The official refused to give further details on the whereabouts of the plane or the cause of the accident, Reuters reported.
Air traffic controllers lost track of the plane at 1.55am GMT on Thursday morning, some 50 minutes after take off.
Algeria’s Prime Minister has confirmed contact was lost with the plane when it was over the politically sensitive region of Gao in northern Mali.
“The plane was not far from the Algerian frontier when the crew was asked to make a detour because of poor visibility and to prevent the risk of collision with another aircraft on the Algiers–Bamako route,” a source with airline Air Algérie told news agency AFP.
“Contact was lost after the change of course.”
Two French fighter jets are now hunting for the missing aircraft, Spain’s Europa Press news agency has reported.
There were 110 passengers and six crew members on board the plane.
Those crew members are all Spanish, according to Spanish radio station Cadena Ser, who cited Swiftair sources.
China’s national CCTV channel have issued an unconfirmed report that the plane has crashed near Niamey, the capital of Niger.
Air Algérie have launched an emergency plan but are not talking about a crash, France’s Le Monde newspaper reported.
A diplomat in Bamako told news agency Reuters the north of Mali was struck by a powerful sand storm overnight.
At least 50 French nationals were on the McDonnell Douglas MD-83 that belongs to Spanish airline Swiftair, an Air Algerie representative told reporters at a press conference in Burkina Faso.
France’s junior transport minister Frederic Cuvillier told the media it was “likely” there was a “number of” French passengers aboard the plane.
Unconfirmed reports from Spanish TV news stations and Algerian journalists quoted by France’s BFM TV said there were 80 French citizens on board the jet.
Many passengers were transiting to destinations including Dubai, Paris, Montreal, Cairo and Beirut, according to French media outlet France Info.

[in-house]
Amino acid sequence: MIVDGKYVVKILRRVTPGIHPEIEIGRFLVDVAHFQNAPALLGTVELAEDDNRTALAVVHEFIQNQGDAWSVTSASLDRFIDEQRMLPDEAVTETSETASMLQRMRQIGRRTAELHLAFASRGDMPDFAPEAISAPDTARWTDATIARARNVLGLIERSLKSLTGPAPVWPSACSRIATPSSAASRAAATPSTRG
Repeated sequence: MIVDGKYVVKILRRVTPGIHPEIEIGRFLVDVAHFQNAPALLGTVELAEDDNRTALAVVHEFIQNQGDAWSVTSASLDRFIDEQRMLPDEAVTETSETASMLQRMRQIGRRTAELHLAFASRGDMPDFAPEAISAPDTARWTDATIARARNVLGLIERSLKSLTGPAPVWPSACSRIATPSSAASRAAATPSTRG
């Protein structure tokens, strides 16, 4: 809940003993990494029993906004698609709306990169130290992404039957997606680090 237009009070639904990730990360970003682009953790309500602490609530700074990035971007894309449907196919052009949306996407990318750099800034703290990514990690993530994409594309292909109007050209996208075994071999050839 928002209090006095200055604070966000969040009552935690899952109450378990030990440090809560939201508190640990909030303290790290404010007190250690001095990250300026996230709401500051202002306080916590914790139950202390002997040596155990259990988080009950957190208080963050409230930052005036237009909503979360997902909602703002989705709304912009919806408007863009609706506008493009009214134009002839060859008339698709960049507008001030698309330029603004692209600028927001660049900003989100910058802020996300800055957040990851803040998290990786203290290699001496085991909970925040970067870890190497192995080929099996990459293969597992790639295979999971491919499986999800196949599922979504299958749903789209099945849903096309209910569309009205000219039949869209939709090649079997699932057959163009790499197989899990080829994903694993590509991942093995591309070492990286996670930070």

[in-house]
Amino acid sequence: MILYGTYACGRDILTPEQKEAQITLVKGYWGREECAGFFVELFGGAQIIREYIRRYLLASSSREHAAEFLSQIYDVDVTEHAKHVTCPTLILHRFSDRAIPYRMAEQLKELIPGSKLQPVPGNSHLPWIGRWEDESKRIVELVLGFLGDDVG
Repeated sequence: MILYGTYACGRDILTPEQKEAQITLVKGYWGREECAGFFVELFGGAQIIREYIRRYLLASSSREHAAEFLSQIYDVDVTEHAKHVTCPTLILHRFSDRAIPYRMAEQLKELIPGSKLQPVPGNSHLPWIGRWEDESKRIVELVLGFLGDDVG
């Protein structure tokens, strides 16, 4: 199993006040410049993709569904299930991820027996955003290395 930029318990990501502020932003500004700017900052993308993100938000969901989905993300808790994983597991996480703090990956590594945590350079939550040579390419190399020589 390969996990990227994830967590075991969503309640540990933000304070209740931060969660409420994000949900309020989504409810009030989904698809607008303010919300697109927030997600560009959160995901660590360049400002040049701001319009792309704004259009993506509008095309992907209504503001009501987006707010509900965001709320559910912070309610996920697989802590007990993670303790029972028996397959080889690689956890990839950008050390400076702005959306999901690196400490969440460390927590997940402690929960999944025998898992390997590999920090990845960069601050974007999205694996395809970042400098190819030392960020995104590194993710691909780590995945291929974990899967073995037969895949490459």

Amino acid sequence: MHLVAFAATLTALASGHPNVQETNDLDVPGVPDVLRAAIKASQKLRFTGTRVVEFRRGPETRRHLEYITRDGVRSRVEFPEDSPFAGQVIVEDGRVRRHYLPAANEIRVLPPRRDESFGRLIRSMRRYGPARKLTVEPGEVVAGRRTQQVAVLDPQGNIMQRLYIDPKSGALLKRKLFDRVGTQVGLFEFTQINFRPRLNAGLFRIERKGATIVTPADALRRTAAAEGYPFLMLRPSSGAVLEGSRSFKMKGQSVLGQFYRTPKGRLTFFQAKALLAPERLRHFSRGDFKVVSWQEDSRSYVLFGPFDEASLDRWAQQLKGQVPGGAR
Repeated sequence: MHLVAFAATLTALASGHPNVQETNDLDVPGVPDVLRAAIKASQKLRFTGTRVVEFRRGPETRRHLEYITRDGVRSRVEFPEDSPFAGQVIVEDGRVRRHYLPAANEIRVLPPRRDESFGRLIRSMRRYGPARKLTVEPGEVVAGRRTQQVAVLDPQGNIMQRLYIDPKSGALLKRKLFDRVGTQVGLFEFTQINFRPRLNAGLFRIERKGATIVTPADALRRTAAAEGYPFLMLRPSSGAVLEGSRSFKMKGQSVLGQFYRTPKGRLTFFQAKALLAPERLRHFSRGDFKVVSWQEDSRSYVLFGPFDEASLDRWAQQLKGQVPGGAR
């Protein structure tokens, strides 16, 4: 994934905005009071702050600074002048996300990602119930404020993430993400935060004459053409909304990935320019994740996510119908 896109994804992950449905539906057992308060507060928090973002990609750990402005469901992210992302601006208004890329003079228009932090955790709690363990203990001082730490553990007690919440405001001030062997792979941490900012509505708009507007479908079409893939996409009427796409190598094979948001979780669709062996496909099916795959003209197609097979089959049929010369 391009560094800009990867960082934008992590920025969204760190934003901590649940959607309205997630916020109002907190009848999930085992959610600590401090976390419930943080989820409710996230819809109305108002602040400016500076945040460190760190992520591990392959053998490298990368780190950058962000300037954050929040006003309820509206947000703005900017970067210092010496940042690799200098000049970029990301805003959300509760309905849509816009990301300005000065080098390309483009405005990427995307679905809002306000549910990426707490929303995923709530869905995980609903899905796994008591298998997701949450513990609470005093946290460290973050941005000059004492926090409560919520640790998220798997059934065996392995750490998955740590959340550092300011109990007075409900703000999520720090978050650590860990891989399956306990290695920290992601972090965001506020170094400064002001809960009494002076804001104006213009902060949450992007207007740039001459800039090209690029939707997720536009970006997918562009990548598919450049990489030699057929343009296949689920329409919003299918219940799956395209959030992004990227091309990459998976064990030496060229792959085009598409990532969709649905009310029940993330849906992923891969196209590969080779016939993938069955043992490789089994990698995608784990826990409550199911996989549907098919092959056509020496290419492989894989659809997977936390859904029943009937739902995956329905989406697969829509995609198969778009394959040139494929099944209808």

Spanish authorities have set up an emergency number for relatives at +34 900 264 270.
The Spanish public works ministry has set up an emergency committee to deal with the crisis, while the foreign affairs ministry is mobilizing its diplomatic staff in West Africa.
Swiftair is a Madrid-based aviation company which offers cargo and passenger flights in Europe, North Africa and the Middle East. Founded in 1986, they currently have a fleet of 45 planes.
They operate charter flights for airlines including Iberia, Vueling and Air Europa.
They carried just under 20,000 passenger in Africa in 2013, according to Spain’s Aena airports authority, according to El País newspaper.
The company is currently trying to establish the details about the missing flight, Swiftair said in a brief statement.
The Lebanese Foreign Affairs Ministry issued a statement saying that the Lebanese embassy in Abidjan informed it that 20 Lebanese were onboard the ill-fated plane.
Foreign Minister Jebran Bassil told The Daily Star Thursday evening that a delegation from his ministry along with officials from General Security and the Higher Relief Committee will fly to Mali to inpect the crash site.
An official source in Lebanon told AFP that among the Lebanese onboard of the AH5017 flight were three couples with 10 children.
A Lebanese diplomatic source, who spoke on condition of anonymity, said families from south Lebanon were also onboard the plane, including Randa Bassma Daher and her children, Mounji Hasan and his family and Mohammad Akhdar.
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